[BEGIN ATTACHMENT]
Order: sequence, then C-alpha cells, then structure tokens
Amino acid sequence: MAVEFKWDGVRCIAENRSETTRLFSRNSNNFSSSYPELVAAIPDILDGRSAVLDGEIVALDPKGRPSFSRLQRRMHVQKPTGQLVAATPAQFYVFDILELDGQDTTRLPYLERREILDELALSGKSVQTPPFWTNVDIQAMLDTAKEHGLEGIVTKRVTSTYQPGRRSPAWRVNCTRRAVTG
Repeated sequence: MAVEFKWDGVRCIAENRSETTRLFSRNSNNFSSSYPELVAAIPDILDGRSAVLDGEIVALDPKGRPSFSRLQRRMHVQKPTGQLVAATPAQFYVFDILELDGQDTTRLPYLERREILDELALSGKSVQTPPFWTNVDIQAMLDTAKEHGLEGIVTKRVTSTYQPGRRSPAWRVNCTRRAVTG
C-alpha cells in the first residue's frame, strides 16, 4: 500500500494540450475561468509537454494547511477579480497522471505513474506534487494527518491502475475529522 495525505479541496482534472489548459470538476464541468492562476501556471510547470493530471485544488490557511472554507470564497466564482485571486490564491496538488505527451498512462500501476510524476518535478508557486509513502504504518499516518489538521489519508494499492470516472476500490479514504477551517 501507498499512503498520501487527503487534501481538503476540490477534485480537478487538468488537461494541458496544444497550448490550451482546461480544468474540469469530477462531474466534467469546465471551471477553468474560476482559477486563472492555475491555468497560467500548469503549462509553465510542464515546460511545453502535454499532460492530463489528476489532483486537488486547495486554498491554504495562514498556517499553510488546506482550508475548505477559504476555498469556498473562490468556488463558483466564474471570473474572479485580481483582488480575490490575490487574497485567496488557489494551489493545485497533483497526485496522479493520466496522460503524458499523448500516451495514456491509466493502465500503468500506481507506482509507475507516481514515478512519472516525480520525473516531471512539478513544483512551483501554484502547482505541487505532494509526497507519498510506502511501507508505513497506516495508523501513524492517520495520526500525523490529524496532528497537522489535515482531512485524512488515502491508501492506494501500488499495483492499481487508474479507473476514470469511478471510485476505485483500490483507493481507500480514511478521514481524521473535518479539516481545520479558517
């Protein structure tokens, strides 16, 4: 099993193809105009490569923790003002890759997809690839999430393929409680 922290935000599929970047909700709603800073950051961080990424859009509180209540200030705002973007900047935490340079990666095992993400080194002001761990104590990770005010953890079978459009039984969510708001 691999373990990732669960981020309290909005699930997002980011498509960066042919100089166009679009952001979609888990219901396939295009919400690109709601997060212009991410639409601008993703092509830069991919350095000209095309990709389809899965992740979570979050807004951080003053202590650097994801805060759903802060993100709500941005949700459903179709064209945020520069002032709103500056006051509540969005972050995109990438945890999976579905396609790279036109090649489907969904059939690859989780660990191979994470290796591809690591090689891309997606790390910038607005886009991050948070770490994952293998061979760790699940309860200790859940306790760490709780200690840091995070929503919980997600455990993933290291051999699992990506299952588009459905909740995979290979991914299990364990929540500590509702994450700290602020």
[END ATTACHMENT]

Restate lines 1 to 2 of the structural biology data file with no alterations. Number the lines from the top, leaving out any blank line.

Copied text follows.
Order: sequence, then C-alpha cells, then structure tokens
Amino acid sequence: MAVEFKWDGVRCIAENRSETTRLFSRNSNNFSSSYPELVAAIPDILDGRSAVLDGEIVALDPKGRPSFSRLQRRMHVQKPTGQLVAATPAQFYVFDILELDGQDTTRLPYLERREILDELALSGKSVQTPPFWTNVDIQAMLDTAKEHGLEGIVTKRVTSTYQPGRRSPAWRVNCTRRAVTG